We find that projects are much more intrinsically motivating to stick with and finish, while problem-based platforms like Codecadmey or Khan Academy as tough to see to the end in the absence of any external validation. You want to finish your project simply because you want to create something to be proud of that you can share with the world. Projects help you build out your portfolio of work, which can help you reflect on your progress and communicate what you’ve learned to peers, parents, and potential employers.
When trying to learn something, we recommend starting with the most concrete and simple things first. Then once you have a handle on the basics, you can build up to the more complex topics.
There are many tutorials online that claim to teach complex topics in a simple way. We call that the Monad Tutorial Fallacy. Building up an intuition about complex topics takes time. It’s hard and frustrating to try to skip to the end. Take your time and build up to it.
There are all sorts of frameworks that help you do things faster and easier than without them. It’s part of what makes programming so fun. However, we recommend learning to do things the hard way, the old-fashioned way before starting with frameworks for a few reasons. Firstly, frameworks change. If you learn a framework before learning the underlying concepts, you may be stuck when the industry moves on. Secondly, frameworks are leaky abstractions. When frameworks don’t do exactly what you need them to, you’ll often need to use the underlying technologies to close the gap. If you don’t know what those are, you may end up flailing. Most importantly, starting with the underlying technologies helps you intuit the problems and potential solutions for yourself. That way, when you go to learn the frameworks, you’ll understand the problems they solve and why they are set up the way they are
For example, we advise against starting with Ruby on Rails. We’d recommend starting with Ruby, then moving to a simpler Ruby web framework like Sinatra, and finally moving to Rails if you still think you need it.
Code Immersion was created by the team behind The Coding Space, an after school program for kids to learn to code. We believe that the same curriculum we use with kids can be useful for adults, especially if you’re brand new to coding and unsure of where to start. You can find the entire curriculum at http://coding.space.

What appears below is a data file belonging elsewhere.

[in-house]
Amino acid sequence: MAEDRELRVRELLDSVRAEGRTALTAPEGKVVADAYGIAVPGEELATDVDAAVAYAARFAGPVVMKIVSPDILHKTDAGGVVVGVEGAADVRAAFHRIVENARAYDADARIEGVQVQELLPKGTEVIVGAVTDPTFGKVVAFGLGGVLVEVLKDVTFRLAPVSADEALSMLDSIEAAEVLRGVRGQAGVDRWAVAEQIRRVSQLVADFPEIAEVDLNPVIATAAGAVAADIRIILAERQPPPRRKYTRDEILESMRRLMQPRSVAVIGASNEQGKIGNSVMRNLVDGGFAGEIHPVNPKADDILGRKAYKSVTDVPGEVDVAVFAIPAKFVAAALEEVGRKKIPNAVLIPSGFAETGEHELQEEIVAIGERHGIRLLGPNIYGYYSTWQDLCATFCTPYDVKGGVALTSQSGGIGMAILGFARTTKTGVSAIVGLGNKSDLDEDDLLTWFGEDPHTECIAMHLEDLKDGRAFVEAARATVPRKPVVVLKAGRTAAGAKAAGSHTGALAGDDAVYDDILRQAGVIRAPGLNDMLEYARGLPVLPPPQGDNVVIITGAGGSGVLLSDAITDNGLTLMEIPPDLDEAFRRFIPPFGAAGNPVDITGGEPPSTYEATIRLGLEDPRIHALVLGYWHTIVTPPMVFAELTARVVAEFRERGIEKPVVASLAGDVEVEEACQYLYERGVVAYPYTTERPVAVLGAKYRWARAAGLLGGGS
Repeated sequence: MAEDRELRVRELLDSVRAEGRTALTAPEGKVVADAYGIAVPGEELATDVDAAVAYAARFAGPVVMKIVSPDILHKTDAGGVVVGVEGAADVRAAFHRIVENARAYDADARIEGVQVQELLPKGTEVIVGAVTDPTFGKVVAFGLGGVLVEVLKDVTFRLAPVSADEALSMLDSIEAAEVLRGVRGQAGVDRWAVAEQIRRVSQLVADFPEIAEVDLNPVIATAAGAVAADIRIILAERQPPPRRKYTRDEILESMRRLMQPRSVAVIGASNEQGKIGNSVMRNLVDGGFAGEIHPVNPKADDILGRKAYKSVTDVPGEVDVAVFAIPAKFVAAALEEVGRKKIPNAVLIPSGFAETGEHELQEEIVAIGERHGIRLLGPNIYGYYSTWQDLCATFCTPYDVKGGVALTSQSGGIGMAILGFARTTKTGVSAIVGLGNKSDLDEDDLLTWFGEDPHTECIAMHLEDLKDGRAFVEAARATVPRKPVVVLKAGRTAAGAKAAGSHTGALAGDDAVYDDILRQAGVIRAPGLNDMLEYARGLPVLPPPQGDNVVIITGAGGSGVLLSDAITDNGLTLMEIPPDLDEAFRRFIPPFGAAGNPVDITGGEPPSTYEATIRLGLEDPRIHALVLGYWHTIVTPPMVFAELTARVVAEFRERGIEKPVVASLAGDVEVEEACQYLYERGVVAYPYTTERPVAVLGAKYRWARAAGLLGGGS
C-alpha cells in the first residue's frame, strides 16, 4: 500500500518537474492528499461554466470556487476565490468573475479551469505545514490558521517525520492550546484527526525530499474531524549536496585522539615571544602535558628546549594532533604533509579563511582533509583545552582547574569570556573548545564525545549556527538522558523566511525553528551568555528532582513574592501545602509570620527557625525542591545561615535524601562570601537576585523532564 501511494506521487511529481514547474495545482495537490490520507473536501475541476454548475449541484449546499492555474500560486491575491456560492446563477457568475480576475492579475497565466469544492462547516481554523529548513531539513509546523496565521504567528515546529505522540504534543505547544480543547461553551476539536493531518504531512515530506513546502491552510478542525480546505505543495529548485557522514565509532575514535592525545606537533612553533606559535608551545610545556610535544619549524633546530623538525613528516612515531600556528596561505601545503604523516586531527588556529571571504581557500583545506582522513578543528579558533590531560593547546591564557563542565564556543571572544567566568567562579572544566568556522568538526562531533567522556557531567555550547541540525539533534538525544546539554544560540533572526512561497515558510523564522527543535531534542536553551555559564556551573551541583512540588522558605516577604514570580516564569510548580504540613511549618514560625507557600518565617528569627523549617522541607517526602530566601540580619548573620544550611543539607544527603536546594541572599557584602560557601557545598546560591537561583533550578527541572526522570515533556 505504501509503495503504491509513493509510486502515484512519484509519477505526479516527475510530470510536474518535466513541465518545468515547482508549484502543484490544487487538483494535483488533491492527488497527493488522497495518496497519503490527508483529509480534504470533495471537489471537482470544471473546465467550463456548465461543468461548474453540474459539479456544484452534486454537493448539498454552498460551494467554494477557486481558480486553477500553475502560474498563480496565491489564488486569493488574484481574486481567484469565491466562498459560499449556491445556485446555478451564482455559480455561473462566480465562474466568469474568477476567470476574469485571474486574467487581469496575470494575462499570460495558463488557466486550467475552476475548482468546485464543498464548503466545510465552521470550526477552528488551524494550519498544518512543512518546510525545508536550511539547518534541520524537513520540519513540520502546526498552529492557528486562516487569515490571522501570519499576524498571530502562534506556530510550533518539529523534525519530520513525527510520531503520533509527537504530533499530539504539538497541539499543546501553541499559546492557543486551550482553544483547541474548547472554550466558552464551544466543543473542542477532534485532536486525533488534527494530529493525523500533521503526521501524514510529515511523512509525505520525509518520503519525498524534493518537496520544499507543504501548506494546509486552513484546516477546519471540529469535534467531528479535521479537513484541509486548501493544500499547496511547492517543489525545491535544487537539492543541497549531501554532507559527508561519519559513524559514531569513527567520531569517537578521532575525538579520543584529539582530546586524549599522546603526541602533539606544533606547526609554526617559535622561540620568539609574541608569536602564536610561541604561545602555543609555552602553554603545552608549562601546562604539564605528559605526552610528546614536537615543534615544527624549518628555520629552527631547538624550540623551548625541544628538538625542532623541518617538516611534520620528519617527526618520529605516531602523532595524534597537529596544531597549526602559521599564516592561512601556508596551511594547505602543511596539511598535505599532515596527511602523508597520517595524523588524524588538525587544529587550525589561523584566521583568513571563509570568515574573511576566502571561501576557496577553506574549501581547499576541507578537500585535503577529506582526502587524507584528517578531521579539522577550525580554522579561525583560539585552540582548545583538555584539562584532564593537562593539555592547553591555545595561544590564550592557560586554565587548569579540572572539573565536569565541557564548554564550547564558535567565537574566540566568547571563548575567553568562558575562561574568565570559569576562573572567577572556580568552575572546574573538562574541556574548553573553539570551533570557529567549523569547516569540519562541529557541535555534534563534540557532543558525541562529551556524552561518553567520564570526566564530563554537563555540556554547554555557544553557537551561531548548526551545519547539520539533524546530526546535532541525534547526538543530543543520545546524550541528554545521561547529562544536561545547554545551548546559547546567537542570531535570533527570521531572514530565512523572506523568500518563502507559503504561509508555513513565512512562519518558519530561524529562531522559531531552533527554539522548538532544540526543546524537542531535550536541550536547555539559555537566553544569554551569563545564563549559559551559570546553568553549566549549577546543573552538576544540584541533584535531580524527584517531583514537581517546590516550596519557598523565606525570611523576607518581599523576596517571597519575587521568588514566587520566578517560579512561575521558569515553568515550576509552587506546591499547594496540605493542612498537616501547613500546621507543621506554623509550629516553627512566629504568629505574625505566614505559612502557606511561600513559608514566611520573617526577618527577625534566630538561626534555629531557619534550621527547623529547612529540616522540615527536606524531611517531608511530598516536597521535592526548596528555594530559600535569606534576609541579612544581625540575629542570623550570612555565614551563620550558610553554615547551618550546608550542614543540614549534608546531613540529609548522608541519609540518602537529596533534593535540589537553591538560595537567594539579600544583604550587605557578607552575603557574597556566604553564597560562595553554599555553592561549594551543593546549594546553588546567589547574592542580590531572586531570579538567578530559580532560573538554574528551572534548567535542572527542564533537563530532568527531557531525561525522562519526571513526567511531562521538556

If you’re brand new to coding, we recommend starting with a drag and drop platform so you can master some of the basics before worrying about syntax, like Scratch. These platforms are designed for children so they may seem childish, but if you can see past that, they are a wonderful place to start.
Once you have a handle on programming basics, there are a number of wonderful technologies you can move to next.
Ruby and Python are very popular scripting languages that you can use for a variety of tasks, like web scraping, data processing, web servers, and general automation.
We recommend starting with simple server frameworks to start, like Ruby’s Sinatra, Python’s Flask, or NodeJS’s Express.
At Code Immersion, you control the pace that you progress through different technologies and concepts. In mentor meetings, we can help advise you on what projects could be good for you to try next, but you always have the last word on what you want to work on. Sometimes you’ll move on to a project that’s too hard for you too quickly and want to come back down to a simpler project. This is common in a self-paced environment, because how else will you know if you’re ready to move on until you try it? Often times you’ll go up and back a few times between technologies until you feel comfortable enough to move on to a new platform, so we call this phenomenon “yo-yo-ing.”
We prefer using cloud-based coding platforms because there’s minimal setup and your code will automatically be saved to the cloud. Many of these platforms also make it easier to share code and collaborate.
Scratch.com and woofjs.com are good online platforms that are utilized in our beginner curriculum, coding.space.
For writing simple back ends, we recommend WebScripts. For getting more complex back-end projects off the ground quickly, we recommend Glitch.
For more complex projects, we highly recommend using Cloud9. It’s a text editor, file explorer, and terminal in one. Moreover, it allows you to collaboratively edit your files simultaneously with friends, and automatically create previews of your web projects as you develop them to share with for quick feedback. They require a credit card to sign up but will not charge it as long as you remain on the free plan, which works plenty well for beginners.